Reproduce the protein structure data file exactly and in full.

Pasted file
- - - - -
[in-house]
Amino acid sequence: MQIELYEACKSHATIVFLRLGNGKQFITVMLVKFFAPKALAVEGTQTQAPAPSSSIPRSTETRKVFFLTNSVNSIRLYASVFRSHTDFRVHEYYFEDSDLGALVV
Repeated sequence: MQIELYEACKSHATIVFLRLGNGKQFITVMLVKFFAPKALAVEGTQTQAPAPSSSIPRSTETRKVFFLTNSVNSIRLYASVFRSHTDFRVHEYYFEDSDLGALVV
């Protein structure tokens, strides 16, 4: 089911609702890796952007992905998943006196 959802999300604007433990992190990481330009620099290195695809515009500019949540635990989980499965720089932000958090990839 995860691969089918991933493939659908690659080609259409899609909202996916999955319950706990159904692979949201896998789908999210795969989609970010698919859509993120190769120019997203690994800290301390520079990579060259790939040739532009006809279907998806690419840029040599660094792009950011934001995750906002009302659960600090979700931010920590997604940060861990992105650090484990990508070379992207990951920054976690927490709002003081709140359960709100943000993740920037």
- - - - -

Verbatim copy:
[in-house]
Amino acid sequence: MQIELYEACKSHATIVFLRLGNGKQFITVMLVKFFAPKALAVEGTQTQAPAPSSSIPRSTETRKVFFLTNSVNSIRLYASVFRSHTDFRVHEYYFEDSDLGALVV
Repeated sequence: MQIELYEACKSHATIVFLRLGNGKQFITVMLVKFFAPKALAVEGTQTQAPAPSSSIPRSTETRKVFFLTNSVNSIRLYASVFRSHTDFRVHEYYFEDSDLGALVV
């Protein structure tokens, strides 16, 4: 089911609702890796952007992905998943006196 959802999300604007433990992190990481330009620099290195695809515009500019949540635990989980499965720089932000958090990839 995860691969089918991933493939659908690659080609259409899609909202996916999955319950706990159904692979949201896998789908999210795969989609970010698919859509993120190769120019997203690994800290301390520079990579060259790939040739532009006809279907998806690419840029040599660094792009950011934001995750906002009302659960600090979700931010920590997604940060861990992105650090484990990508070379992207990951920054976690927490709002003081709140359960709100943000993740920037």